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20

Brute forcing the key would hardly be an issue: 128-bit keys (assuming they have been properly generated) are in a space which is way too large to be successfully explored by brute force; and 256-bit keys (the kind you put in AES-256) are even more larger. Whether AES is "faster" than HMAC or not does not make such brute force more feasible: even if each key ...


17

Definitions / Introduction We define (this is solely for our example): $enc()$ and $dec()$ as the encryption and decryption function using CBC mode, with a constant key. any block cipher will do $\oplus$ is the XOR operation $n$ the amount of plain text blocks. the length of a block in bytes is $16$ (i.e. 128 bit) $m_1$ through $m_n$ the plain text blocks ...


9

Clearly, if you had been using AES-256-CBC for confidentiality and AES-256-CBC-MAC for authentication, it would not be secure to use the same key for both confidentiality and authentication. Hence, using the same key for confidentiality and authentication cannot generally be secure; you need additional premises to arrive at that conclusion. In your case it ...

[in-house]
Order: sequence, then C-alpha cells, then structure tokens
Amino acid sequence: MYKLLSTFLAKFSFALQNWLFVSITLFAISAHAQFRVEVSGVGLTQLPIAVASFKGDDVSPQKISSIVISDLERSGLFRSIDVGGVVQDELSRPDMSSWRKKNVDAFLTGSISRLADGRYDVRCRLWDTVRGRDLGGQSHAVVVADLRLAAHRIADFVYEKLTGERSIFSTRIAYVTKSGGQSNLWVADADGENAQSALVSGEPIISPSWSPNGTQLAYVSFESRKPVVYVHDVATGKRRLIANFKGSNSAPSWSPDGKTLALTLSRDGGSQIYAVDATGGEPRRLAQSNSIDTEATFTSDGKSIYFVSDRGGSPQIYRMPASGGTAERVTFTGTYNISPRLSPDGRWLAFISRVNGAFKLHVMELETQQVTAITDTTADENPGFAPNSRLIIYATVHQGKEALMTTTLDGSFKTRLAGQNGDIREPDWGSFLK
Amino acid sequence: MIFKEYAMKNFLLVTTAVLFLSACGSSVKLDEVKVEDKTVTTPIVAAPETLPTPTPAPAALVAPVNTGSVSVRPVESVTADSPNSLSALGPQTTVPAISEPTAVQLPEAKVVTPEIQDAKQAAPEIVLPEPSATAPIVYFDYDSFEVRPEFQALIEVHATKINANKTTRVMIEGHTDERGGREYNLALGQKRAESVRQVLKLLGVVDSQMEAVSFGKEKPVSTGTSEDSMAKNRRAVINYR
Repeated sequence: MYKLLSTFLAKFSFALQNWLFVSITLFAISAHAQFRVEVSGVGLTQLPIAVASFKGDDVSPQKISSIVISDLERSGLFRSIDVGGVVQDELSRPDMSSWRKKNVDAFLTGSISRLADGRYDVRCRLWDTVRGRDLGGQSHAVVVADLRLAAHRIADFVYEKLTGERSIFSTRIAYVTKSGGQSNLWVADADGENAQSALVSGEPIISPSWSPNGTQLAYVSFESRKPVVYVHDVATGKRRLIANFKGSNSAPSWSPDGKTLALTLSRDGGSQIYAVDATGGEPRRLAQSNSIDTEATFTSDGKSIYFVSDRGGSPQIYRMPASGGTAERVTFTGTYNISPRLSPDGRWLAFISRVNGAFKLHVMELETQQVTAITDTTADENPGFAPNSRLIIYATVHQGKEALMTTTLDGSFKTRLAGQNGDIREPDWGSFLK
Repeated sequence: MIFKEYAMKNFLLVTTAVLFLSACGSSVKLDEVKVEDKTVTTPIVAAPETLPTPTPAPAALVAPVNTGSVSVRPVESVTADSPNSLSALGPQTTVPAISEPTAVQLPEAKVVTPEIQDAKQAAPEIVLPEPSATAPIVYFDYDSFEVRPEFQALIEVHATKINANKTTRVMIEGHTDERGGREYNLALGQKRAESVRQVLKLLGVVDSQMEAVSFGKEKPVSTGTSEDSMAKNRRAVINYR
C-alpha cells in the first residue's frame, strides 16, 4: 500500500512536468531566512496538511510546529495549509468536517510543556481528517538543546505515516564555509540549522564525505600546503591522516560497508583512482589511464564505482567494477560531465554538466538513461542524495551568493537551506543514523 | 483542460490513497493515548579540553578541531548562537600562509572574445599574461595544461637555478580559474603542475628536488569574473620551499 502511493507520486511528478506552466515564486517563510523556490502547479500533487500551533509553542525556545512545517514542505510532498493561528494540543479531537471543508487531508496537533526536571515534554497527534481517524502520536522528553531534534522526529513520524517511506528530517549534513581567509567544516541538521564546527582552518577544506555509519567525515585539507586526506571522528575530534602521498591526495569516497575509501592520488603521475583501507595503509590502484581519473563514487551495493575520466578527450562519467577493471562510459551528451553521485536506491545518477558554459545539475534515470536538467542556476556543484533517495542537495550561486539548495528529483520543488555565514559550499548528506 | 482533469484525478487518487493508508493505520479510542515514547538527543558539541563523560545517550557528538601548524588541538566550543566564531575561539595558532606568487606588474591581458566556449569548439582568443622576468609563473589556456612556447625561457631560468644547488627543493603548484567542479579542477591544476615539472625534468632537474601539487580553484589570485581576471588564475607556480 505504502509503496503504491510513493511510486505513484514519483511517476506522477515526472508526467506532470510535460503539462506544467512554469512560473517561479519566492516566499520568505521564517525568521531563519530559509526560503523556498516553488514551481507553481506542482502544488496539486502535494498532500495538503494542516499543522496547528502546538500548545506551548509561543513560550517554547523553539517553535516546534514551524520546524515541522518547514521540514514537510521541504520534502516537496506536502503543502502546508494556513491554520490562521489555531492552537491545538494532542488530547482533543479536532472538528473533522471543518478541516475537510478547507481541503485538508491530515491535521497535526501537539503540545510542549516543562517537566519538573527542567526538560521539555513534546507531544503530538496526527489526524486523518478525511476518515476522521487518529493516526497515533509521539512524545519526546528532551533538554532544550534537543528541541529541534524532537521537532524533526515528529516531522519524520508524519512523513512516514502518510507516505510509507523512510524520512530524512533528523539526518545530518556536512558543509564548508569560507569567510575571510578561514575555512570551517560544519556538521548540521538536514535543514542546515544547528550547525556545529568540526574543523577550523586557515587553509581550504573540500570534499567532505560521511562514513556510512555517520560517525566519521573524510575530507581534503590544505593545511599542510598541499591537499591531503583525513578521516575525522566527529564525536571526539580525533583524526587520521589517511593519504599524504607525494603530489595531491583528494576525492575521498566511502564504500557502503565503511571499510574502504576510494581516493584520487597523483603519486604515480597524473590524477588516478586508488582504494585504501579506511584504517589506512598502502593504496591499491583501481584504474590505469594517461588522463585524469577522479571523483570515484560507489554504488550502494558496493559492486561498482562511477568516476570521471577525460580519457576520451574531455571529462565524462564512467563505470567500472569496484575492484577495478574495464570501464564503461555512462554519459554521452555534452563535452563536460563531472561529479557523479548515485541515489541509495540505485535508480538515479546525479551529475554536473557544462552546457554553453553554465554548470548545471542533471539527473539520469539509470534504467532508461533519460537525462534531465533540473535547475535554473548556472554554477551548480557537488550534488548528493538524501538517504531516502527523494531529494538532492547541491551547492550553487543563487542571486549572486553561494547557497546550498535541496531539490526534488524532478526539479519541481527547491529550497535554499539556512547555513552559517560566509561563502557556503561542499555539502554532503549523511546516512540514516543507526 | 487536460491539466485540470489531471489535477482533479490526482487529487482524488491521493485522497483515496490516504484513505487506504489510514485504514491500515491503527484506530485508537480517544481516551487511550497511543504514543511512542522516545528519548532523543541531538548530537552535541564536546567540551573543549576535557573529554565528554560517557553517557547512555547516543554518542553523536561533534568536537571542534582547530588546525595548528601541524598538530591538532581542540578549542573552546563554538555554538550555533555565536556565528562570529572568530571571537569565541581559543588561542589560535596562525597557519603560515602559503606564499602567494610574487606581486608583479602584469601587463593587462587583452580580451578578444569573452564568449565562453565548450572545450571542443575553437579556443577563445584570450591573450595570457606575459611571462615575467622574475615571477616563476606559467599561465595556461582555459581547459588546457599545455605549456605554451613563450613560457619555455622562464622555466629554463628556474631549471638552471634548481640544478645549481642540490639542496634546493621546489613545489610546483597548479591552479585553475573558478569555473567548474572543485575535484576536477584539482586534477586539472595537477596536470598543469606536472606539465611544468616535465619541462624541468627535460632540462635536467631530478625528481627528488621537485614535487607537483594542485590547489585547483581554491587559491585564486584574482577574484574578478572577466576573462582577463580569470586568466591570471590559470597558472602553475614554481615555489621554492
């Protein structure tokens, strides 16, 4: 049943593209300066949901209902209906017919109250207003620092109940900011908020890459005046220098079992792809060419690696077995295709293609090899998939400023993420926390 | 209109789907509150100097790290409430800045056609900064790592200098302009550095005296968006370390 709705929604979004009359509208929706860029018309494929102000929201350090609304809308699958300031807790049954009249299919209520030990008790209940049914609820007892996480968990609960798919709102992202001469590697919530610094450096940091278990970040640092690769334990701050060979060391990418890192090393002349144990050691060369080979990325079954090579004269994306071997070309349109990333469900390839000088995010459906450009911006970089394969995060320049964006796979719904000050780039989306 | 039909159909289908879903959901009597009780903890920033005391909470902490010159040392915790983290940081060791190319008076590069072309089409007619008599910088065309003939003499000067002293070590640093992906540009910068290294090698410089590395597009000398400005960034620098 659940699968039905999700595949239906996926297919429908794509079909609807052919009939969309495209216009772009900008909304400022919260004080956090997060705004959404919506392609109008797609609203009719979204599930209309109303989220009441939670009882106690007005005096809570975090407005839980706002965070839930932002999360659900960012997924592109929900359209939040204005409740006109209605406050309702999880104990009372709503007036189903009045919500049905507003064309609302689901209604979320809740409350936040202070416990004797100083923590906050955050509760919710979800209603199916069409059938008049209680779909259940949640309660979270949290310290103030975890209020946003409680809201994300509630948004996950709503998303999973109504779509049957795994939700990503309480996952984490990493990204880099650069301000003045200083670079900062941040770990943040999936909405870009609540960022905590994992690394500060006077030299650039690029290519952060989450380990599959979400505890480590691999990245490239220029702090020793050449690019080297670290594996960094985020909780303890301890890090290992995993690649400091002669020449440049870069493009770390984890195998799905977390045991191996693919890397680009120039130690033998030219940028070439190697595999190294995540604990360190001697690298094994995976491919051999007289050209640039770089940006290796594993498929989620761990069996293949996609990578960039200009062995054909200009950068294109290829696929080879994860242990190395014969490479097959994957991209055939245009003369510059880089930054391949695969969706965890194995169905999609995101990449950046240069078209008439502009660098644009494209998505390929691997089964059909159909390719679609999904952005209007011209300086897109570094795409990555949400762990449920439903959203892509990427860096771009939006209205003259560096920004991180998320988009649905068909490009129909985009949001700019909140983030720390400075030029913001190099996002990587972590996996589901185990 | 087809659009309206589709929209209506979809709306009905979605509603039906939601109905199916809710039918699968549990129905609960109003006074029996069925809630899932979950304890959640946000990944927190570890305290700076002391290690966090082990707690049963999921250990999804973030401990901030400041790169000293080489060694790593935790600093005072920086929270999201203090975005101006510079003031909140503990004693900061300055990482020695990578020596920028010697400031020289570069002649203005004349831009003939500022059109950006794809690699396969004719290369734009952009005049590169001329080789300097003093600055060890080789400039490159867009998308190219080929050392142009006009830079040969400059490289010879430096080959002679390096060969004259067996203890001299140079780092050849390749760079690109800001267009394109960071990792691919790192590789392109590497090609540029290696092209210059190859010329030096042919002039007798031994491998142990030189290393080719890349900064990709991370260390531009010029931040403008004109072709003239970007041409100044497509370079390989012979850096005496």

5

With pure asymmetric encryption there is no way to ensure integrity and authenticity, since anyone who knows your public key can encrypt any message for you. For that you would need either a symmetric key to use for a MAC (in which case you could use it/derivatives for symmetric encryption too) or a signature from the sender. And in the latter case the ...


5

In the padding oracle attack you have an oracle that only tells you whether a particular chosen ciphertext decrypts to a correctly padded plaintext. That oracle is used to build a last word oracle, which used iteratively can reveal a whole message. The reason it works in CBC mode is that we can make predictable, arbitrary changes to the plaintext of the ...


5

Well, when TLS encrypts a stream of traffic, it breaks up the data into records. Each record contains up to 16k of data, and includes its own HMAC. Hence, there is no HMAC over the entire downloaded file; instead, there are a series of HMACs; every single byte of data is covered by one of those HMACs.


5

You have to differentiate between it being theoretically OK and practically. Without fully checking, I can say that such an approach may be possible to fully prove. However, practically, it is almost impossible to implement it. Specifically, you have to be able to make it impossible to differentiate between an error due to the symmetric decryption or the ...


4